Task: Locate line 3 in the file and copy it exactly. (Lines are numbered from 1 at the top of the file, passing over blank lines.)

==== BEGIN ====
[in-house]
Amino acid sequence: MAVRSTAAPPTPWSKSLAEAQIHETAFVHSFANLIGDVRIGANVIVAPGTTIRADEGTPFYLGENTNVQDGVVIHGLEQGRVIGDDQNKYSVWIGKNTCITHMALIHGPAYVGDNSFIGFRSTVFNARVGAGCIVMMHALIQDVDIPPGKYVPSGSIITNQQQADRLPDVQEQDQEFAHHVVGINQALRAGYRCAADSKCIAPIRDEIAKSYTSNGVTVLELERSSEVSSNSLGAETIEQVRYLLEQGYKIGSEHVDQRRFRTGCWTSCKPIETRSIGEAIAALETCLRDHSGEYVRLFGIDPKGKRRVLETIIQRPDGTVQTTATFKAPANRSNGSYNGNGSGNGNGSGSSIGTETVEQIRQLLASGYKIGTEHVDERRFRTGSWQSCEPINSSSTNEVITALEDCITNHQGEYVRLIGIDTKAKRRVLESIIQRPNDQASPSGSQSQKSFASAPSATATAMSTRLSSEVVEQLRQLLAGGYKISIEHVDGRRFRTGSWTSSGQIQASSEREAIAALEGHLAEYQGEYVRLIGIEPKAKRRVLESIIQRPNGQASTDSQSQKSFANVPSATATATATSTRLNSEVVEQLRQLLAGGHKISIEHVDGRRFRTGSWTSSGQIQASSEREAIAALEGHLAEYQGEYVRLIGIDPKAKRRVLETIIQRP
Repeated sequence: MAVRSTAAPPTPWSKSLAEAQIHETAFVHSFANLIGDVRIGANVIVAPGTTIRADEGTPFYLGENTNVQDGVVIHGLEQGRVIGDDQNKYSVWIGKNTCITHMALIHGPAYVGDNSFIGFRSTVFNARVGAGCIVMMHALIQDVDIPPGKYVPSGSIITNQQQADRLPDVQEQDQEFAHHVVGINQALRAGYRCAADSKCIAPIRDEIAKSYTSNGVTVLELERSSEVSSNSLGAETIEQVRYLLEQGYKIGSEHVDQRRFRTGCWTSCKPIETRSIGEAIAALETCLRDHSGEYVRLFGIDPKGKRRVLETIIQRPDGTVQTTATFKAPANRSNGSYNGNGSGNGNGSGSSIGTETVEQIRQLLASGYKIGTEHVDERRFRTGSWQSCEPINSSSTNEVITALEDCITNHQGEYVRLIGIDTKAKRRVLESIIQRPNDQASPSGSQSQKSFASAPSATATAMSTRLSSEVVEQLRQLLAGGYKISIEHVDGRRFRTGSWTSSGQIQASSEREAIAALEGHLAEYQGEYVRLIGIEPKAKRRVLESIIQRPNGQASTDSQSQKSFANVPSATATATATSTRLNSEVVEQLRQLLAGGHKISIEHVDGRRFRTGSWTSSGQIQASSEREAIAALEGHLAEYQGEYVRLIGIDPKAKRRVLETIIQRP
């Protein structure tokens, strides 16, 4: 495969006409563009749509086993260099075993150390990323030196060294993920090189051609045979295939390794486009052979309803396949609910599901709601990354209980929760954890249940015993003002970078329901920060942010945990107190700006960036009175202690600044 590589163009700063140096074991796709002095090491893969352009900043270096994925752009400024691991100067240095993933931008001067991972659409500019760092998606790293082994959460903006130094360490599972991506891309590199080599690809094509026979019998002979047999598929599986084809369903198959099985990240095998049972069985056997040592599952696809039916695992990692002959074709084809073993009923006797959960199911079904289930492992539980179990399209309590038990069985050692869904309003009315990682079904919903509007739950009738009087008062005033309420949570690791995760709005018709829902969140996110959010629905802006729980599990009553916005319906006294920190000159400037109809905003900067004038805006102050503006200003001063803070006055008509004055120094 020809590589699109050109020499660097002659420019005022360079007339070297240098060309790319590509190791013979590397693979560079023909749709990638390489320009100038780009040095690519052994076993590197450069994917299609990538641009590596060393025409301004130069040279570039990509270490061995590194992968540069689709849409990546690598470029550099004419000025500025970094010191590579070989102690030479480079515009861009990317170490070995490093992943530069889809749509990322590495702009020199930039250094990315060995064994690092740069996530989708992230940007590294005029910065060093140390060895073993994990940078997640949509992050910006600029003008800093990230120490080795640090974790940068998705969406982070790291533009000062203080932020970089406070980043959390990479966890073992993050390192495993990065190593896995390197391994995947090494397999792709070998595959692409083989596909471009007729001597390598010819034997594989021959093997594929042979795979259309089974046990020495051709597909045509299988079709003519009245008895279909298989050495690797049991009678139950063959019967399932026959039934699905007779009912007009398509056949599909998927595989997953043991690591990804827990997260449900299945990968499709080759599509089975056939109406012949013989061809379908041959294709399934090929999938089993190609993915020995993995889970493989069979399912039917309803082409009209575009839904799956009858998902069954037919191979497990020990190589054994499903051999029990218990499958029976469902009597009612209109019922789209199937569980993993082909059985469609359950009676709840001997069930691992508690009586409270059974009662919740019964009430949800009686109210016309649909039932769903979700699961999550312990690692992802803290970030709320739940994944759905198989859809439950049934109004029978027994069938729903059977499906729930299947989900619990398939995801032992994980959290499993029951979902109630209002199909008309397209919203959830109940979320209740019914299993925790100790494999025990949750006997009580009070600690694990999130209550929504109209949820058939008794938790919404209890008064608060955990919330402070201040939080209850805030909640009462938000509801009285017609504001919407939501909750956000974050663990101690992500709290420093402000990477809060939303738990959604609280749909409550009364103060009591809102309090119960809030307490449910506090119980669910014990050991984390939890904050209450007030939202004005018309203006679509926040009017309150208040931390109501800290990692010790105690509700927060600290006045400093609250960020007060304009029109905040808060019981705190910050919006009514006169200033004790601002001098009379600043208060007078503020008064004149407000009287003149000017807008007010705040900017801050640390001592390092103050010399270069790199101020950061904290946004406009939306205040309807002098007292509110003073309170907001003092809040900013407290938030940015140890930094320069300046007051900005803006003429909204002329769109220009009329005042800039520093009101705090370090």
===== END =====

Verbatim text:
Repeated sequence: MAVRSTAAPPTPWSKSLAEAQIHETAFVHSFANLIGDVRIGANVIVAPGTTIRADEGTPFYLGENTNVQDGVVIHGLEQGRVIGDDQNKYSVWIGKNTCITHMALIHGPAYVGDNSFIGFRSTVFNARVGAGCIVMMHALIQDVDIPPGKYVPSGSIITNQQQADRLPDVQEQDQEFAHHVVGINQALRAGYRCAADSKCIAPIRDEIAKSYTSNGVTVLELERSSEVSSNSLGAETIEQVRYLLEQGYKIGSEHVDQRRFRTGCWTSCKPIETRSIGEAIAALETCLRDHSGEYVRLFGIDPKGKRRVLETIIQRPDGTVQTTATFKAPANRSNGSYNGNGSGNGNGSGSSIGTETVEQIRQLLASGYKIGTEHVDERRFRTGSWQSCEPINSSSTNEVITALEDCITNHQGEYVRLIGIDTKAKRRVLESIIQRPNDQASPSGSQSQKSFASAPSATATAMSTRLSSEVVEQLRQLLAGGYKISIEHVDGRRFRTGSWTSSGQIQASSEREAIAALEGHLAEYQGEYVRLIGIEPKAKRRVLESIIQRPNGQASTDSQSQKSFANVPSATATATATSTRLNSEVVEQLRQLLAGGHKISIEHVDGRRFRTGSWTSSGQIQASSEREAIAALEGHLAEYQGEYVRLIGIDPKAKRRVLETIIQRP